The HopeXchange Medical Center has been running since 2016 thanks to a positive collaboration and support from the Government of Ghana and the Catholic Church. The Medical Center aspires to keep growing and serving the wonderful people of the region.

#MaltaDaily

Xlendi valley hit by massive flooding due to rainfall

Xlendi valley hit by massive flooding due to rainfall
Nov 14 2022 Share

A video uploaded to local Facebook page ‘Malta Dizastru Total’ shows the Xlendi valley road completely flooded with a large body of water. 

The water made it’s way down what seems to be Triq tal-Għajn, damaging various structures and vehicles in its pathway. The area has been the site of similar incidents whenever storms hit the Maltese islands. 

The water accumulated at the bottom of the valley which usually brings various visitors having a tour of Gozo. It is unknown to what extent the damage was done or if anyone was injured.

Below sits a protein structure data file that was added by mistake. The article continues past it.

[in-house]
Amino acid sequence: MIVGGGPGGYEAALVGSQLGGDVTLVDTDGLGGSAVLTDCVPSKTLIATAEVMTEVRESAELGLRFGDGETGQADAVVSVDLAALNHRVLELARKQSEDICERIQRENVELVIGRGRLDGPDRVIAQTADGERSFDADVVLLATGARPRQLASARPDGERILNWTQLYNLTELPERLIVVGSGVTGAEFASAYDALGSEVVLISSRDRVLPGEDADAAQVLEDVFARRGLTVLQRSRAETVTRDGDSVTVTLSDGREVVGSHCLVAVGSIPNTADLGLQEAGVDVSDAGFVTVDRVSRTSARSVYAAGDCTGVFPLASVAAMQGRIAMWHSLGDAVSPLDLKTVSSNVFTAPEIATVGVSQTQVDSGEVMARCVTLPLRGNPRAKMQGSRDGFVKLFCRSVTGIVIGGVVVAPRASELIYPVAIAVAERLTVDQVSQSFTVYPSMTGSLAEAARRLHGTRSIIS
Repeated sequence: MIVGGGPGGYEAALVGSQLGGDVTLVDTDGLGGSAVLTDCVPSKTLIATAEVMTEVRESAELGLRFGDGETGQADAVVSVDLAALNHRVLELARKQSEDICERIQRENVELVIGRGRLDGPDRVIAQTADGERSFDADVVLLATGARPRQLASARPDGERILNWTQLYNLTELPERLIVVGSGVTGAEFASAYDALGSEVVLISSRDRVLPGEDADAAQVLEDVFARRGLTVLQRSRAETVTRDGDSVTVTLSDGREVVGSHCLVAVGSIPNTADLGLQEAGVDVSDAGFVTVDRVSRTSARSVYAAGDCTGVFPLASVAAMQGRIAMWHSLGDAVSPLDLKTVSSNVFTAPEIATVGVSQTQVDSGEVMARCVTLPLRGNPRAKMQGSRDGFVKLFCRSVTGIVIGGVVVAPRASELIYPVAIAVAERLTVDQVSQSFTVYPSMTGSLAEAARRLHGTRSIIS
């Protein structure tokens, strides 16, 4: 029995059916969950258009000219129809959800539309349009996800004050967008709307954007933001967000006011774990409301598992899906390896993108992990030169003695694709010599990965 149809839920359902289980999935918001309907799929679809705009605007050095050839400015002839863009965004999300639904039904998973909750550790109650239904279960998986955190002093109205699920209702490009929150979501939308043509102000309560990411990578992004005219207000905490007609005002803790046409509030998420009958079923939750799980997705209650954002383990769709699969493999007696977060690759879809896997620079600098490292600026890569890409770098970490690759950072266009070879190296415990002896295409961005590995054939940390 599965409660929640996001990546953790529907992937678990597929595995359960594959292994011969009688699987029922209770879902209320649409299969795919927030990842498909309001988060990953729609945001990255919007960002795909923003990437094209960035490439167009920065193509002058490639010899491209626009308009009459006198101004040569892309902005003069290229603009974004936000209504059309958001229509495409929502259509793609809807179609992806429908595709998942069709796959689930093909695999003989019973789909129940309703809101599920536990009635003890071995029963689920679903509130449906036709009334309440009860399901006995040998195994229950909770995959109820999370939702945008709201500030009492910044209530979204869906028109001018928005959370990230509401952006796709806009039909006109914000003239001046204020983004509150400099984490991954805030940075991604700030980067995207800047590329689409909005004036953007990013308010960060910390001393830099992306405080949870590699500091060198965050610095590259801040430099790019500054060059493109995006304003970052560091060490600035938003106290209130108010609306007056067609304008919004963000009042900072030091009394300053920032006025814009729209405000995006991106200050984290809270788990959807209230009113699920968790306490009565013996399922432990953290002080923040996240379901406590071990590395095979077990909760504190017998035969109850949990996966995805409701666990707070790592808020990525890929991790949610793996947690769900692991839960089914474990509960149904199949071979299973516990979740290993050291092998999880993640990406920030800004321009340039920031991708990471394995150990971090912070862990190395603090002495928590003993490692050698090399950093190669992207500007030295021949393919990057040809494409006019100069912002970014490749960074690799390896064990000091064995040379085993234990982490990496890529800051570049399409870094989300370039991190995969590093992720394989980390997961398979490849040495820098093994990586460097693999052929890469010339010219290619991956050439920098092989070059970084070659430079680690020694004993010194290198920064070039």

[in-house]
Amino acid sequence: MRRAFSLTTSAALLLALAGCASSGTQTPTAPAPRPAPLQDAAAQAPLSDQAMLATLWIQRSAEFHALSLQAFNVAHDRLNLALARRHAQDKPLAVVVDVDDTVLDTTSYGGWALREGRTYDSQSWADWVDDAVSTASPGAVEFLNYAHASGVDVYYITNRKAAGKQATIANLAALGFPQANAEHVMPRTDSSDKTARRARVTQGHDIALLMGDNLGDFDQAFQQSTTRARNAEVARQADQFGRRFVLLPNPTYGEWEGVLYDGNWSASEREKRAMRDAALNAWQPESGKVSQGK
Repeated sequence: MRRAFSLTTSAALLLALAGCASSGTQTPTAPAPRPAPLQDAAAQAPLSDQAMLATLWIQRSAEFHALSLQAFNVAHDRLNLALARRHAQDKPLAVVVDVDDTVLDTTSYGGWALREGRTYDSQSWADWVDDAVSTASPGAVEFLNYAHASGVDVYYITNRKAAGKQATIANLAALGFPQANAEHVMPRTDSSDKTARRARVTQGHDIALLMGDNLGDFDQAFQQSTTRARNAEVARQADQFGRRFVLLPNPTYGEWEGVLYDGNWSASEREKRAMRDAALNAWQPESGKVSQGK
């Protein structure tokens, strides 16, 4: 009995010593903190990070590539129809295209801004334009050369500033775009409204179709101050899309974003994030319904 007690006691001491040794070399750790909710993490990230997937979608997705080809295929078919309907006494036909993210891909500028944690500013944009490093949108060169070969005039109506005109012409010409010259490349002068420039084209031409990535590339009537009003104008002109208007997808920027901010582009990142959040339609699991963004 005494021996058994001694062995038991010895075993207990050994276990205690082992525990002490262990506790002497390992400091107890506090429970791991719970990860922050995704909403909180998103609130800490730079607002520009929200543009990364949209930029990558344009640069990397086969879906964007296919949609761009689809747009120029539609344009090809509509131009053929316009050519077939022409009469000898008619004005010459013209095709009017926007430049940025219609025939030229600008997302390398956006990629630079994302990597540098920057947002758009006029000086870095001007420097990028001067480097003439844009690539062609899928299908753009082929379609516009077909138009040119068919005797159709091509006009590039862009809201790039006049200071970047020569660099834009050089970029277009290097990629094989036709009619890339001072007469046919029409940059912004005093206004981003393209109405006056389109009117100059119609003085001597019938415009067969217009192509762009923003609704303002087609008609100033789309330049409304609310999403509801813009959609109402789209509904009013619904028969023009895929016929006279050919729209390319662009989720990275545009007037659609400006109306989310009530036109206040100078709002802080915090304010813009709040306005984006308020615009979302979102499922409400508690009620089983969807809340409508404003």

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Source: Malta Dizastru Totali

Man passes away in Paris airport he lived in for 18 years

Man passes away in Paris airport he lived in for 18 years
Nov 14 2022 Share

A man by the name of Mehran Karimi Nasseri, who lived in Charles de Gaulle airport in Paris for 18 years, has passed away in the building. 

The Iranian born man was born in 1945, but when landing in France in 1988, it was revealed he lacked the necessary residency papers. This forced him to stay at the airport after not being allowed to leave. 

And it apparently became his home for the rest of his life. He was unable to return to Iran as he had been expelled from the country without a passport. This led to him seeking asylum in Europe and was given the right to seek refuge in Belgium. However, he said his luggage containing his official documents was stolen in a train station. 

He was later arrested by French police, but they could not deport him anywhere due to him lacking any sort of official documents. He thus ended up in Charles de Gaulle airport in August 1988.

He spent most of his time in the airport’s Terminal 1 in legal limbo. When the refuge papers cleared in 1999, he was nervous about leaving and refused to sign them, deciding to stick to his new abode.